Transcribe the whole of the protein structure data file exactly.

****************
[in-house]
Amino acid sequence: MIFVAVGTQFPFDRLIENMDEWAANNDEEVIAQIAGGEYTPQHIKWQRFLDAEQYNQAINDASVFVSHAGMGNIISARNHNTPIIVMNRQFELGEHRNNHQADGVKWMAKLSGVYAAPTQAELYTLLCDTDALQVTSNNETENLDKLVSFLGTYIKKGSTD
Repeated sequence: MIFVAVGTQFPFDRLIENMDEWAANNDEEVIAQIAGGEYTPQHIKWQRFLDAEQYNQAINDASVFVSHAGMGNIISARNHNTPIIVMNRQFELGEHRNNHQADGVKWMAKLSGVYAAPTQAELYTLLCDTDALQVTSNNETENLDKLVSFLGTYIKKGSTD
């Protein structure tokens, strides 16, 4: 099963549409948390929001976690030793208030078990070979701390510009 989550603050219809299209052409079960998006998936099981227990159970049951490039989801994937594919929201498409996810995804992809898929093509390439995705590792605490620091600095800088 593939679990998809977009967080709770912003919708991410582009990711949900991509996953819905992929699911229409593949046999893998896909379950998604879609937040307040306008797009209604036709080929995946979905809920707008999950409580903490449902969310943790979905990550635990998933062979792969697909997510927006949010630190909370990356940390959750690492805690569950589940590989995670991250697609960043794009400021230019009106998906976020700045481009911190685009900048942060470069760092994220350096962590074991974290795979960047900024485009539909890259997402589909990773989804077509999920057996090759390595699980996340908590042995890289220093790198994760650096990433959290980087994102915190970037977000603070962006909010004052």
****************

[in-house]
Amino acid sequence: MIFVAVGTQFPFDRLIENMDEWAANNDEEVIAQIAGGEYTPQHIKWQRFLDAEQYNQAINDASVFVSHAGMGNIISARNHNTPIIVMNRQFELGEHRNNHQADGVKWMAKLSGVYAAPTQAELYTLLCDTDALQVTSNNETENLDKLVSFLGTYIKKGSTD
Repeated sequence: MIFVAVGTQFPFDRLIENMDEWAANNDEEVIAQIAGGEYTPQHIKWQRFLDAEQYNQAINDASVFVSHAGMGNIISARNHNTPIIVMNRQFELGEHRNNHQADGVKWMAKLSGVYAAPTQAELYTLLCDTDALQVTSNNETENLDKLVSFLGTYIKKGSTD
């Protein structure tokens, strides 16, 4: 099963549409948390929001976690030793208030078990070979701390510009 989550603050219809299209052409079960998006998936099981227990159970049951490039989801994937594919929201498409996810995804992809898929093509390439995705590792605490620091600095800088 593939679990998809977009967080709770912003919708991410582009990711949900991509996953819905992929699911229409593949046999893998896909379950998604879609937040307040306008797009209604036709080929995946979905809920707008999950409580903490449902969310943790979905990550635990998933062979792969697909997510927006949010630190909370990356940390959750690492805690569950589940590989995670991250697609960043794009400021230019009106998906976020700045481009911190685009900048942060470069760092994220350096962590074991974290795979960047900024485009539909890259997402589909990773989804077509999920057996090759390595699980996340908590042995890289220093790198994760650096990433959290980087994102915190970037977000603070962006909010004052």